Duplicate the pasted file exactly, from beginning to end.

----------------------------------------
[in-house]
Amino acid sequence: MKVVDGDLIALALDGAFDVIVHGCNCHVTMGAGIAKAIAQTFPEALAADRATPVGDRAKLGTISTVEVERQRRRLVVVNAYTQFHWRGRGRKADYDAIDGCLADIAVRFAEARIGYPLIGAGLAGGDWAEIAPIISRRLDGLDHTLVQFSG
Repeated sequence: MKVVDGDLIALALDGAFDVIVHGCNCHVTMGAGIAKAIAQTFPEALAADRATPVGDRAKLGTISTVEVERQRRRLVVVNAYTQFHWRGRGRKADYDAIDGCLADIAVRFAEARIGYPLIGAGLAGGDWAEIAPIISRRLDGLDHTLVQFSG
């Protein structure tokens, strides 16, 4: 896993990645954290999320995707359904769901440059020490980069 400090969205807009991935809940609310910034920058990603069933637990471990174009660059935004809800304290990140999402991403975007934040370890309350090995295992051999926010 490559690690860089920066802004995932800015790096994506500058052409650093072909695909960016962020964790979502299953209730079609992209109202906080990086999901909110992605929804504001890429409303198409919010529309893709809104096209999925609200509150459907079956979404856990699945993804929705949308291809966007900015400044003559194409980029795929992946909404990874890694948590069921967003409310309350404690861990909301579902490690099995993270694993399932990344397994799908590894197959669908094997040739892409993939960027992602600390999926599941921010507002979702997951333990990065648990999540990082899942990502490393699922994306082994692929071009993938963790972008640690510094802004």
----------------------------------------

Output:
[in-house]
Amino acid sequence: MKVVDGDLIALALDGAFDVIVHGCNCHVTMGAGIAKAIAQTFPEALAADRATPVGDRAKLGTISTVEVERQRRRLVVVNAYTQFHWRGRGRKADYDAIDGCLADIAVRFAEARIGYPLIGAGLAGGDWAEIAPIISRRLDGLDHTLVQFSG
Repeated sequence: MKVVDGDLIALALDGAFDVIVHGCNCHVTMGAGIAKAIAQTFPEALAADRATPVGDRAKLGTISTVEVERQRRRLVVVNAYTQFHWRGRGRKADYDAIDGCLADIAVRFAEARIGYPLIGAGLAGGDWAEIAPIISRRLDGLDHTLVQFSG
């Protein structure tokens, strides 16, 4: 896993990645954290999320995707359904769901440059020490980069 400090969205807009991935809940609310910034920058990603069933637990471990174009660059935004809800304290990140999402991403975007934040370890309350090995295992051999926010 490559690690860089920066802004995932800015790096994506500058052409650093072909695909960016962020964790979502299953209730079609992209109202906080990086999901909110992605929804504001890429409303198409919010529309893709809104096209999925609200509150459907079956979404856990699945993804929705949308291809966007900015400044003559194409980029795929992946909404990874890694948590069921967003409310309350404690861990909301579902490690099995993270694993399932990344397994799908590894197959669908094997040739892409993939960027992602600390999926599941921010507002979702997951333990990065648990999540990082899942990502490393699922994306082994692929071009993938963790972008640690510094802004």